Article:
If I were to describe two companies, one that is heavily leveraged by partners with global consumer and corporate scope and another that is largely U.S.-centric and largely limited to the consumer market, you might assume the first company was more successful. And up until the end of the past decade, you would have been right by choosing Microsoft. However, the past decade was clearly Apple's, and the smaller company in terms of growth and mind share clearly outperformed the company that should be vastly more powerful.
I think this comes down to two things that define Apple's success: It is focused on a clearly defined customer and it tries fewer things, but provides enough resources to ensure their success. Let's explore that as we wait for the historic launch of Apple's risky Tablet.
Apple vs. Microsoft on Products
Looking at the consumer space, Apple has launched a lot of products in the past decade. The iPod Shuffle and Nano, the iPhone/iPod Touch, AppleTV, and the iMac refresh were all major launches. The company switched to Intel for PCs. Each product had its own moment, each came with a demand-generation marketing campaign and only AppleTV failed. Only Jaguar was a major release, with the other operating system releases being minor, and Apple grew in PC market share throughout past decade.
During this same time in the consumer market, Microsoft launched Origami, Zune 1, 2 (two sizes) and Zune HD (each dramatically different), Xbox and Xbox 360, Tablet PC, Media Center, Media Extenders, Home Server, Pocket PC 2000, 2002, Windows Mobile 5.0, 2006, 6, 6.5, Portable Media Center, Mira (wireless tablet), Plays for Sure (preceded Zune), Media Room, Home Media Extenders, Auto PC and Sync. We should likely add that Windows XP, Vista and Windows 7 were all major releases for the consumer segment (XP replaced ME). And I'm sure I've missed some things because there were so many.
To my count, Apple launched seven products, six of which were successful and one, AppleTV, did better than most in its class, but didn't meet expectations. Microsoft launched 26 major products, two of which did well and dominated their segment (XP and Windows 7), Xbox 360, Zune HD, Media Room, and Sync did reasonably well, and most of the rest did not do well at all. About six products out of 26 did well or reasonably well compared with six out of seven for Apple. That's the same number of successful products, but Apple's six took the company higher than Microsoft's likely because Apple put its entire support behind seven, while Microsoft diluted its support across 26.
This gives us a success rate of 86 percent for Apple and about 23 percent for Microsoft. Had Microsoft done fewer products, but provided them better resources, its hit rate certainly would have been higher.
Microsoft was First, Apple Better
If you look back at a number of products Microsoft created, it often had the idea first, but simply couldn't get the complete product to market or create the demand needed to move it. Pocket PC and Portable Media Center clearly preceded and anticipated both the iPhone and the iPod Touch but didn't enjoy the focus Apple's products had, and Origami and Mira anticipated the pending Apple Tablet by nearly a decade, but Mira was crippled by being PC-focused. Origami was delivered unfinished, was never completed, and was under-marketed.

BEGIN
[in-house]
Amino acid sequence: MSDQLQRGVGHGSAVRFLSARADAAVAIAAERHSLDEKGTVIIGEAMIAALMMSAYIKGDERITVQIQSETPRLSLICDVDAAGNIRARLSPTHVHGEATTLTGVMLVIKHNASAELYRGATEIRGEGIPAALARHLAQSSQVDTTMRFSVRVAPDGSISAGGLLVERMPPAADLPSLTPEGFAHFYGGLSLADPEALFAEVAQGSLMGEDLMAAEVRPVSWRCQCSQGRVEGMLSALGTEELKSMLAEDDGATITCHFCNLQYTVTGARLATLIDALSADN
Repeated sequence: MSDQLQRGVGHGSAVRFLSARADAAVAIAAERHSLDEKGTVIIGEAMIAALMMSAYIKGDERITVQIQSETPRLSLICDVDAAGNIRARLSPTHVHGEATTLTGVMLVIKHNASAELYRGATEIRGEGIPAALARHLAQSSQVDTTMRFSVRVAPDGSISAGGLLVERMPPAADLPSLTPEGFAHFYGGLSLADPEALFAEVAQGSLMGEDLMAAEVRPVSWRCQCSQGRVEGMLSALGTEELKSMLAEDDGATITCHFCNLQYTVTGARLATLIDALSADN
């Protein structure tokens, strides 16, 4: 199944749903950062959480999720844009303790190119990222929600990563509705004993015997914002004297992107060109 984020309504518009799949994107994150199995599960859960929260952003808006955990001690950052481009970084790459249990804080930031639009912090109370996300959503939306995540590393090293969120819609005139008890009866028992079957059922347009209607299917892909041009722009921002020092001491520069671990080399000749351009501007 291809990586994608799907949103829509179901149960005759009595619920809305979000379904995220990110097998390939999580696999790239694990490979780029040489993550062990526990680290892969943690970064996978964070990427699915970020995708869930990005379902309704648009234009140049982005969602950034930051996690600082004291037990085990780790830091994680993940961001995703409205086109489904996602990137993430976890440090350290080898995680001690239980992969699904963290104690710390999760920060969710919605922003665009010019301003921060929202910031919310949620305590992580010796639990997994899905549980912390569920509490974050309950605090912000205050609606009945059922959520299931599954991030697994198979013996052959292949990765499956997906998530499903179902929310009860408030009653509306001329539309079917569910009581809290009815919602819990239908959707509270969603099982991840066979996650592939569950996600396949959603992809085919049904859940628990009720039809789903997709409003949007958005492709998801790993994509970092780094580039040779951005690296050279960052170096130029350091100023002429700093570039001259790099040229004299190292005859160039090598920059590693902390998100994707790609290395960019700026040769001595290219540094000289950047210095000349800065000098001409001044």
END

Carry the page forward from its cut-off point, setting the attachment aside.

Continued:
You could argue that Microsoft beat Apple significantly in creativity in these cases, but it showcased that it doesn't matter who gets the idea first, but who delivers it to market successfully.
Lessons Learned: Is Google More Like Apple or Microsoft?
It is interesting to watch the oft-repeated mistake of scattering the market with products, thinking surely one will be successful. It reminds me of something one of my combat instructors told me about focused effort when I was taking training in Arizona with automatic weapons.
He said that if you take the time to aim and focus on your target, you'll win (meaning being left alive) more times than if you just spray bullets in the general direction of a target. Evidently with products, too, concentration and focus make a bigger difference then just tossing lots of stuff into a market. Apple has clearly demonstrated that.
Google seems to be more on Microsoft's path than Apple's. Its list of products either out or in the pipeline is daunting, but its ability to drive these markets successfully seems increasingly questionable. Google has the Android platform, but it isn't a huge success yet, and the company has clearly damaged its potential by already releasing news on ChromeOS . Its Nexus One got a lot of positive buzz initially, but it felt like the company had moved on long before it was a certified success.
This suggests Google is repeating Microsoft's mistakes -- mistakes likely to be very expensive. That's something <strong>Google's CEO should be thinking about</strong>.
The mistake and lesson here, which is one that can be applied broadly to business decisions, is "if it is worth doing, it is worth doing well." I'd also add the word "completely." There are also three pillars to a product: the physical product, the services that surround and assure the customer experience, and the demand-generation marketing that convinces people that it is something they want. Apple is strong on all three pillars. Most others fail on most of them, and that is why Apple's success is relatively rare in the market.
You'd think this wouldn't be a hard lesson to learn, but watching companies like Sony and more recently Google, evidently it is harder than I think. At the core of the difference between Apple and Microsoft aren't resources, intelligence or creativity, it is focus. Microsoft plays, but Apple plays to win.